Inflation & Deflation Explained

If you’re interested in learning about the economic concepts of inflation and deflation then I recommend you read the following two articles at Economonkey:

These articles discuss how inflation is measured and how it has affected the UK economy in the past few years, and how deflation might soon begin to affect us.

If inflation is a general increase in prices and/or wages driven by the greater availability of money (whether ‘real’ money or debt), then deflation is a general decrease in prices and/or wages driven by the much reduced availability of money. This is widely considered to be a bad thing.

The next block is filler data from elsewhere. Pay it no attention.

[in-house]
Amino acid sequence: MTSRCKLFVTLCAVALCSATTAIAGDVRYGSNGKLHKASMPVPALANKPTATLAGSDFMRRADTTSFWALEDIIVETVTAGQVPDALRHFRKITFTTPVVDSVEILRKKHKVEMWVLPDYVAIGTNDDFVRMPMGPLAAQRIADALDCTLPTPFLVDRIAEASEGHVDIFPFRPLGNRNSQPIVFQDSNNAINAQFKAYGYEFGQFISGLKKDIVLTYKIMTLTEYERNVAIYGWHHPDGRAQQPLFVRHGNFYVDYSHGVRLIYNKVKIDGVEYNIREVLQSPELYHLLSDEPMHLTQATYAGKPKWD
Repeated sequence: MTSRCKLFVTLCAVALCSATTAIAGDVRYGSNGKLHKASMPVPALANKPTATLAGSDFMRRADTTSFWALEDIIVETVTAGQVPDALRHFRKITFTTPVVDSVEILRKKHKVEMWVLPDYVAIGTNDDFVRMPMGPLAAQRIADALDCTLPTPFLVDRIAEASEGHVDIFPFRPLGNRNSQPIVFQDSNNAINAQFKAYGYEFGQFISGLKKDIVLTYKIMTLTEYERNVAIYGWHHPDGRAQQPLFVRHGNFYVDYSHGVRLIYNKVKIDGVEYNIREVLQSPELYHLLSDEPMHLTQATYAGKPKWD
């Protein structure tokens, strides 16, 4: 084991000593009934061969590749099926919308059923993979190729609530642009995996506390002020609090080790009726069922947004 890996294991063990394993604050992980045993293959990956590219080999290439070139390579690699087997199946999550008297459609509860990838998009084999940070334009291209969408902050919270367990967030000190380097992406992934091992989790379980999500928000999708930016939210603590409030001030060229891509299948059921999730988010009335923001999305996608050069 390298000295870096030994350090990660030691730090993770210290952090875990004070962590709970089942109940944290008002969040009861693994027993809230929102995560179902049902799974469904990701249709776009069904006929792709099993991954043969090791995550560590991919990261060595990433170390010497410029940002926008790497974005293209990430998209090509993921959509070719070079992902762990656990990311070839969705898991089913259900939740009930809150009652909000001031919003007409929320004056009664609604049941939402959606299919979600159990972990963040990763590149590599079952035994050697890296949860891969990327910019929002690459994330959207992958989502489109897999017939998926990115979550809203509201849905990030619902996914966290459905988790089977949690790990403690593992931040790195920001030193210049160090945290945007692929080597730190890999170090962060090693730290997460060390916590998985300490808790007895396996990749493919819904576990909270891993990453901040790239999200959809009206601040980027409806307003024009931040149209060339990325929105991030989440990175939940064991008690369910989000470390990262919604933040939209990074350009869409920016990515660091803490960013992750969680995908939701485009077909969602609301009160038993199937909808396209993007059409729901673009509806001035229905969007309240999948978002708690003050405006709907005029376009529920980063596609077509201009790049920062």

The threat of deflation is particularly scary, as it prevents investment and spending (subsequently people lose their jobs), and those in debt generally find it harder to pay it off.

So what can be done? There are some suggestions that the Bank of England will start printing more money to distribute, which in effect causes inflation, but I’m not sure how this would be given out. I guess this could be in a similar way to the US Economic Stimulus Act, in which the US government gave tax rebates to lower income families to help prop up the economy.

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